Effect of amidated alginate on faecal lipids, serum and hepatic cholesterol in rats fed diets supplemented with fat and cholesterol
|Cathegory||Scientific publication in impacted journals|
The effect of octadecylamide of alginic acid on serum and hepatic cholesterol, and the faecal output of fat and sterols was examined in female rats fed diets containing cholesterol and palm fat at 10 and 50 g kg−1, respectively. Cholesterol supplementation significantly increased serum and hepatic cholesterol concentrations, and faecal output of cholesterol and coprostanol. Cholesterol and amidated alginate supplementations changed the profile of fatty acids in the faeces. Cholesterol increased molar percentages of saturated fatty acids and amidated alginate reversed this effect. Amidated alginate, supplied at 10, 20 and 40 g kg−1, significantly decreased serum cholesterol from 2.82 to 2.00, 1.95, and 1.63 μmol mL−1, respectively, and significantly decreased hepatic cholesterol from 13.8 to 9.33, 7.81 and 6.3 μmol g−1, respectively. Amidated alginate increased the faecal output of fat and neutral sterols in a dose-dependent manner. In contrast, the output of bile acids was significantly decreased. The faecal outputs of fat and serum cholesterol were negatively correlated. At the highest concentration tested, amidated alginate significantly reduced the serum concentration of triacylglycerols. It can be concluded that amidated alginate is an effective cholesterol-lowering agent and sorbent of dietary fat.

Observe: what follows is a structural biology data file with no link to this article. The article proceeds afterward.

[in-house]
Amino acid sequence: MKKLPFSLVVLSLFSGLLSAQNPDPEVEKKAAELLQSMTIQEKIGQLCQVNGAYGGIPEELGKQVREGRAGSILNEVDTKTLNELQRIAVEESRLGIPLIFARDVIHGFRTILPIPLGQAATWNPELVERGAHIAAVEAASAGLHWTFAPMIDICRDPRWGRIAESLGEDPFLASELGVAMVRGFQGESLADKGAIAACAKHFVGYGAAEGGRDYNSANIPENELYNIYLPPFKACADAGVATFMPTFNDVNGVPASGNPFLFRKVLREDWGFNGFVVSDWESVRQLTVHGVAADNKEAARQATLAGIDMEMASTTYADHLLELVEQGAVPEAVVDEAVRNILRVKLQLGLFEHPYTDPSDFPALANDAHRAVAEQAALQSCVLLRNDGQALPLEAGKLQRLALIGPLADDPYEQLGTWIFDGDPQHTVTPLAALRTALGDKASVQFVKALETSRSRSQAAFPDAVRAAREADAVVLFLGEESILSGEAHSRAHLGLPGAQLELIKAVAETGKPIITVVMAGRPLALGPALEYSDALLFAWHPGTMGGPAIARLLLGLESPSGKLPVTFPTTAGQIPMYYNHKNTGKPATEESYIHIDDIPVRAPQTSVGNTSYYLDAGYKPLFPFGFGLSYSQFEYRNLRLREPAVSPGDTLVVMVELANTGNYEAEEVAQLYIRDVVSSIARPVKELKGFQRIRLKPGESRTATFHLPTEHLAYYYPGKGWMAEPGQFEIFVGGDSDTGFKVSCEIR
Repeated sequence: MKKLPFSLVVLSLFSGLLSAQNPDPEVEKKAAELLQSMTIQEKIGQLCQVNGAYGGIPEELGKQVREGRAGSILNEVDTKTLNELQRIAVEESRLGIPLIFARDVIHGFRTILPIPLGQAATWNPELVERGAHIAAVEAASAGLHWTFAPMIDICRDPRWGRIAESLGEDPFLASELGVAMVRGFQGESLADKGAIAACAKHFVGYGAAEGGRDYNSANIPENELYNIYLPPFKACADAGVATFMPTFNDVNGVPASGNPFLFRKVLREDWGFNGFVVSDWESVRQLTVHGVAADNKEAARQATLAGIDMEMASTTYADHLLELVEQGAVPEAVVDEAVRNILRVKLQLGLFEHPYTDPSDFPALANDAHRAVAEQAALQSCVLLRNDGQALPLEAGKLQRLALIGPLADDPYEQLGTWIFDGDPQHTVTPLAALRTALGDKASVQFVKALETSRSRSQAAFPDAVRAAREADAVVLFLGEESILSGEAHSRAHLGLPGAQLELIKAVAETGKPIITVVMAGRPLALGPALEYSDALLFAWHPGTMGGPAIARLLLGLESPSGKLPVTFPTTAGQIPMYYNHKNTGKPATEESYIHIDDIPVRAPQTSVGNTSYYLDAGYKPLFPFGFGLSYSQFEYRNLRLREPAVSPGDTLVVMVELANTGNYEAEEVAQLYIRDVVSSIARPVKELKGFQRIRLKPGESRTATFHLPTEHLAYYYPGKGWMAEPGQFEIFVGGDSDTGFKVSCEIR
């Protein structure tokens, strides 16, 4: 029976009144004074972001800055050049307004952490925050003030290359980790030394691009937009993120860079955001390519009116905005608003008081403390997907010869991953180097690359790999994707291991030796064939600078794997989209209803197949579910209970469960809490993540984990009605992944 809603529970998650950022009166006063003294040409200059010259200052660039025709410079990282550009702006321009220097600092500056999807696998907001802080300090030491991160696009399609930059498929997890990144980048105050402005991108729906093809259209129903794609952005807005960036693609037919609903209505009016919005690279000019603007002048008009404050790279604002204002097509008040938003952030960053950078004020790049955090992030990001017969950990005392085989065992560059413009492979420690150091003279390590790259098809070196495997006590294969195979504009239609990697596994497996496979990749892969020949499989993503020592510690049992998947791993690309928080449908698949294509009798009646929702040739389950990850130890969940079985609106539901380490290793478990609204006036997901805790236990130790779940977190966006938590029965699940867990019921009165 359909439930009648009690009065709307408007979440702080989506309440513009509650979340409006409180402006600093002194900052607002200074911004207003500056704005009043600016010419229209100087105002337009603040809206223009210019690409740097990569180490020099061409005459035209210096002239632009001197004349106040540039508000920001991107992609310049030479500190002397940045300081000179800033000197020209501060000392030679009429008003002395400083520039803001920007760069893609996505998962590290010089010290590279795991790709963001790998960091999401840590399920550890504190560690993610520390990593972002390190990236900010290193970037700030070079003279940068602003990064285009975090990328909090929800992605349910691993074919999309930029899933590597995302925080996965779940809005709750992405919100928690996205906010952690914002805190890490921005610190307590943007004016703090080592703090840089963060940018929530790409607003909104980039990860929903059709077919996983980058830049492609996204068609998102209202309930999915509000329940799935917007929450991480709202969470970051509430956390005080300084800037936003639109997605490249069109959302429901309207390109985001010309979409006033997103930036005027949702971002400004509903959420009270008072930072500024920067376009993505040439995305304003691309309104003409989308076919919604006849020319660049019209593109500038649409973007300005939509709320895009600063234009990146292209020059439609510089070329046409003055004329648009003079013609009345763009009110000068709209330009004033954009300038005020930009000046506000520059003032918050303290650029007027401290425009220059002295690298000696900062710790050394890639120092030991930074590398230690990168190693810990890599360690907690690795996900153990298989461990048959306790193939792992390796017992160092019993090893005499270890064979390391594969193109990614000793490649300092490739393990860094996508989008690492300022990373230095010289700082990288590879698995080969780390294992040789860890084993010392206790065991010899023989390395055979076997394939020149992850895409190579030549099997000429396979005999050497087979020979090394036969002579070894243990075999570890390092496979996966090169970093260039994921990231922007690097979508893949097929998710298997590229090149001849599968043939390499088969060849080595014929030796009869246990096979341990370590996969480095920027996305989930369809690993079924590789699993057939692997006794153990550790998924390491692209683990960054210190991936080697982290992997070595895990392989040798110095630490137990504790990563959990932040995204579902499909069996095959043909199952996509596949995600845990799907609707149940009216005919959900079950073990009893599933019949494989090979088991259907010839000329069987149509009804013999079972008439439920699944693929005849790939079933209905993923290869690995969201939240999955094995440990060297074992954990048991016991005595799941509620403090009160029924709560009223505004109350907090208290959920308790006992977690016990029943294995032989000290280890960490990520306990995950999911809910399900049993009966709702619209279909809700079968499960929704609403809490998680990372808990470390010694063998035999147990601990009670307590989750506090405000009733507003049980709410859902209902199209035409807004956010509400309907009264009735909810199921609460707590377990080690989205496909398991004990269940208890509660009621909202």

Marounek Milan, Prof. Ing., DrSc.
Volek Zdeněk, doc. Ing., Ph.D.
Taubner Tomáš, Ing., Ph.D.
Dušková Dagmar, Ing.
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